Outsourcing, Inequality and Aggregate Output

53 Pages Posted: 14 Jan 2021

See all articles by Adrien Bilal

Adrien Bilal

Princeton University

Hugo Lhuillier

affiliation not provided to SSRN

Date Written: December 19, 2020

Abstract

Outsourced workers experience large wage declines, yet domestic outsourcing may raise aggregate productivity. To study this equity-efficiency trade-off, we contribute a framework in which more productive firms either post higher wages along a job ladder to sustain a larger in-house workforce, comprised of many imperfectly substitutable worker types and subject to decreasing returns to scale, or rent labor services from contractors who hire in the same frictional labor markets. Three implications arise: more productive firms are more likely to outsource to save on higher wage premia; outsourcing raises output at the firm level; labor service providers endogenously locate at the bottom of the job ladder, implying that outsourced workers receive lower wages. Using firm-level instruments for outsourcing and revenue productivity, we find empirical support for all three predictions in French administrative data. After structurally estimating the model, we show that the rise in outsourcing in France between 1997 and 2007 increased aggregate output by 1% and reduced the labor share by 3 percentage points.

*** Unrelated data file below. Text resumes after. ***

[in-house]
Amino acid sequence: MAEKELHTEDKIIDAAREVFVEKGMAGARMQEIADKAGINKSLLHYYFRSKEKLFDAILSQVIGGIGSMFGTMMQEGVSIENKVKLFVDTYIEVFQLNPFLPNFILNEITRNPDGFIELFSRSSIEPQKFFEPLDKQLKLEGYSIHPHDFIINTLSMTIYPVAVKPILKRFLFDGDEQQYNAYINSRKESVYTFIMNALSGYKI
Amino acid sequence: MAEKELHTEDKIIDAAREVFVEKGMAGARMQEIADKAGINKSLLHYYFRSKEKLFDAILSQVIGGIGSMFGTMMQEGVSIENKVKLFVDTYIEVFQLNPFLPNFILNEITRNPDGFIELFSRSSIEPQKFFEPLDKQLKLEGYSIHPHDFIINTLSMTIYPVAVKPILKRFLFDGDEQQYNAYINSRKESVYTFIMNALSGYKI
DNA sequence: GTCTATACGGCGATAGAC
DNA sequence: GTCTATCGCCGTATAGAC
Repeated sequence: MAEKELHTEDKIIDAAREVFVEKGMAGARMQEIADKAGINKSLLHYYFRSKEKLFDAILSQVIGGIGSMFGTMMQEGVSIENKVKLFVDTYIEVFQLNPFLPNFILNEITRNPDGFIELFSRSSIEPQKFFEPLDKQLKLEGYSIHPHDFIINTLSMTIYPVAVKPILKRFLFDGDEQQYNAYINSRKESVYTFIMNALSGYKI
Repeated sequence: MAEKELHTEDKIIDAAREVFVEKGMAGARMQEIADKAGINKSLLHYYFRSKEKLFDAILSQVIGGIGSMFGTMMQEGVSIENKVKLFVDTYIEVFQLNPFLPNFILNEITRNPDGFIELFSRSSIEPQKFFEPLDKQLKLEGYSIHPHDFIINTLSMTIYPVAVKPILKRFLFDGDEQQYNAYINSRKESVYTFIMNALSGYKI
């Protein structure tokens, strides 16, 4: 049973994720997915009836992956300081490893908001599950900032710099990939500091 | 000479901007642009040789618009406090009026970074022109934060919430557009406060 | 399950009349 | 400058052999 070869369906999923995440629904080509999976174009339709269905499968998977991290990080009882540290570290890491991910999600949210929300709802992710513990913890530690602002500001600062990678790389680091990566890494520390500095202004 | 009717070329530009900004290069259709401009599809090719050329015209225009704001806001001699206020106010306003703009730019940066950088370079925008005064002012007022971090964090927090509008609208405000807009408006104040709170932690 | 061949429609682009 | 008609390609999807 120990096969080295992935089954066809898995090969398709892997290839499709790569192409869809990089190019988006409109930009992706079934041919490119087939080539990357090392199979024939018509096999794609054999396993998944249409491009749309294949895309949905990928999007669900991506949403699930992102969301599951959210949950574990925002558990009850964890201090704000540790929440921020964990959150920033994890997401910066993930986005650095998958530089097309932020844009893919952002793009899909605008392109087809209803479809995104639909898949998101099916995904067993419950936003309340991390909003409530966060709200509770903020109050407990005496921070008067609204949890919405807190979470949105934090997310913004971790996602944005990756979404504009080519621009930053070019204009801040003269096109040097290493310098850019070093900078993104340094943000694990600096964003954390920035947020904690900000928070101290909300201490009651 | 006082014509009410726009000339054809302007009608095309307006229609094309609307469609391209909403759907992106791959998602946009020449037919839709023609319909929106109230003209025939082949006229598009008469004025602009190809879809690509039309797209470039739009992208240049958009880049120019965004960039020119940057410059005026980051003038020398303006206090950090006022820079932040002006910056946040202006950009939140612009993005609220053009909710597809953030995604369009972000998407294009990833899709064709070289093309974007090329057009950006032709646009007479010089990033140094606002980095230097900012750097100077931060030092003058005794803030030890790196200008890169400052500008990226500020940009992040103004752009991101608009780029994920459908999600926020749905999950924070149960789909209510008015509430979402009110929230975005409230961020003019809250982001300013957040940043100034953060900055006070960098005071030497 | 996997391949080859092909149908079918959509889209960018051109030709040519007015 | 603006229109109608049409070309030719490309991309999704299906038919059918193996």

Suggested Citation

Bilal, Adrien and Lhuillier, Hugo, Outsourcing, Inequality and Aggregate Output (December 19, 2020). University of Chicago, Becker Friedman Institute for Economics Working Paper No. 2021-05, Available at SSRN: https://ssrn.com/abstract=3765873 or http://dx.doi.org/10.2139/ssrn.3765873

Adrien Bilal (Contact Author)

Princeton University ( email )

22 Chambers Street
Princeton, NJ 08544-0708
United States

Hugo Lhuillier

affiliation not provided to SSRN

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